We all know that a jigsaw puzzle is a type of game that is meant to be played by arranging a series of differently cut blocks so that they can form a coherent image. We all know that, but what does that same jigsaw puzzle mean when it is placed within a certain poem or story? What does it now mean?
The Uses of Connotation in Poetry
There are many different reasons why a poet might make intentional use of connotation. Why a poet uses certain words and images forms part of the overall connotation of a text. We can find these meanings by analyzing and interpreting what we see. So, a poet might phrase something a certain way, such as by using terms that connote darkness, to create a mysterious atmosphere, or they might use words related to machinery and industry to create a mechanical atmosphere.
This can allow a poet to add depth to a poem, to influence the way that the reader perceives what is happening, create a certain kind of emotionality, and so on. Connotation is not entirely determined by the writer, but when a writer has a strong grasp of the language, they can easily determine which terms do and do not possess and/or contribute to certain connoted meanings. Which are meanings that may be desirable within a certain text.
The Difference Between Denotation and Connotation
The easiest way to see things is to view denotation as the opposite of connotation. Throughout this article, I have explained how connotation is the representation of something. A color may be a color, but in our minds, we see it as being a certain way that may not necessarily relate in a causal way with how we perceive it, such as red representing love. Denotation is the simpler meaning behind the text. What is red? It’s a color. It may represent something else, blah blah, but from a denoted perspective, it’s just a color.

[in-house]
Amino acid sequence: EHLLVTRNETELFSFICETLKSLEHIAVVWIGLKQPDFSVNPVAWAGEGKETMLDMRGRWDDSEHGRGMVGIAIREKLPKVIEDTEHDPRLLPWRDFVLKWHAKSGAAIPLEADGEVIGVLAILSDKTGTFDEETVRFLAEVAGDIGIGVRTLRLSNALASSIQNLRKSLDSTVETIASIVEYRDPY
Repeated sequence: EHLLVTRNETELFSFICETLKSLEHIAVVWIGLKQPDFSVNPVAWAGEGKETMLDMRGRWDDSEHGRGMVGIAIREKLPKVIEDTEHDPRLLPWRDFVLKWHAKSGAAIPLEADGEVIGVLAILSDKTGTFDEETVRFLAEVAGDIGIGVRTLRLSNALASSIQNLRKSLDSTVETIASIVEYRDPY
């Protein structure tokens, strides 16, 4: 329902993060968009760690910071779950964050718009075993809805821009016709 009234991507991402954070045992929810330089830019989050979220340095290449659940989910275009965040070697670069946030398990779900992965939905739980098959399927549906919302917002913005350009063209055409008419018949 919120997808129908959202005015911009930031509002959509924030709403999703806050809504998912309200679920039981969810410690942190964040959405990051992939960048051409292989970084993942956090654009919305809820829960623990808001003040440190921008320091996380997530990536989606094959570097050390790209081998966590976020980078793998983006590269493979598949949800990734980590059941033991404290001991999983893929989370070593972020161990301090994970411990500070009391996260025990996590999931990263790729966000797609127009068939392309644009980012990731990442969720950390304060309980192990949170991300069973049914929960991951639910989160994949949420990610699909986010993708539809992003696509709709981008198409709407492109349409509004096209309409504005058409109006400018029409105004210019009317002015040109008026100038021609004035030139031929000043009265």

We cannot have one without the other. All words have both denotation and connotation meanings attached to them.
Think of something as random and innocuous as a chair. It is a thing that you sit on. That is the denotation. But what does a chair represent? Well, it depends on where it is situated, doesn’t it? Put it at the head of a table and suddenly it means that the person who sits there is the most respected. Put it at the front of a room and make it ornate and suddenly it becomes a throne and represents royalty. Put it in the corner and stack stuff on top of it and it becomes that one chair that no one uses and instead represents disorganization. Connotation and denotation live in a relationship with one another. And it’s a very stable relationship because they cannot be separated.
A Few Connotation Examples in Poetry
There are so many possible connotation examples in poetry seeing as connotation is practically everywhere, but let’s try and scale things down a little so that we can check out at least a few instances of this concept to better understand it. We will only be examining three examples, but that should be enough to give a brief overview of how the idea of connotation in poetry can be taken a lot further.
Cover of Animal Farm (1945) by George Orwell; See page for author, Public domain, via Wikimedia Commons
Sonnet 18 (1609) by William Shakespeare
|Type of Poem
Sonnet 18 is one of the most famous poems that William Shakespeare ever produced, and it makes use of a comparison between a young, beautiful man and a summer’s day. The summer’s day is used because of its connotations with beauty, temperance, and joy. We have certain associations with good summer days, and by using it as a point of comparison, the speaker is able to transfer what we associate with the day with the person that they have fixated on.
Connotations like this exist throughout poetry.
The Sun Rising (1633) by John Donne
|Type of Poem
The Sun Rising makes use of a number of connotations, but one of the central ones is the sun itself. In this poem, the sun comes to be seen as an annoyance as it is seen as a “busy old fool” that interrupts the time the speaker has with his lover. This produces a certain negative connotation that the speaker has for the sun’s presence, and rather than being a wholly positive thing, the sun instead comes to be something that the speaker wishes they could do without.
This is just one of the ways that connotation in poetry can be presented to us.
John Donne (1622) by Isaac Oliver; National Portrait Gallery, Public domain, via Wikimedia Commons
Out, Out— (1916) by Robert Frost
|Type of Poem
|Free verse poem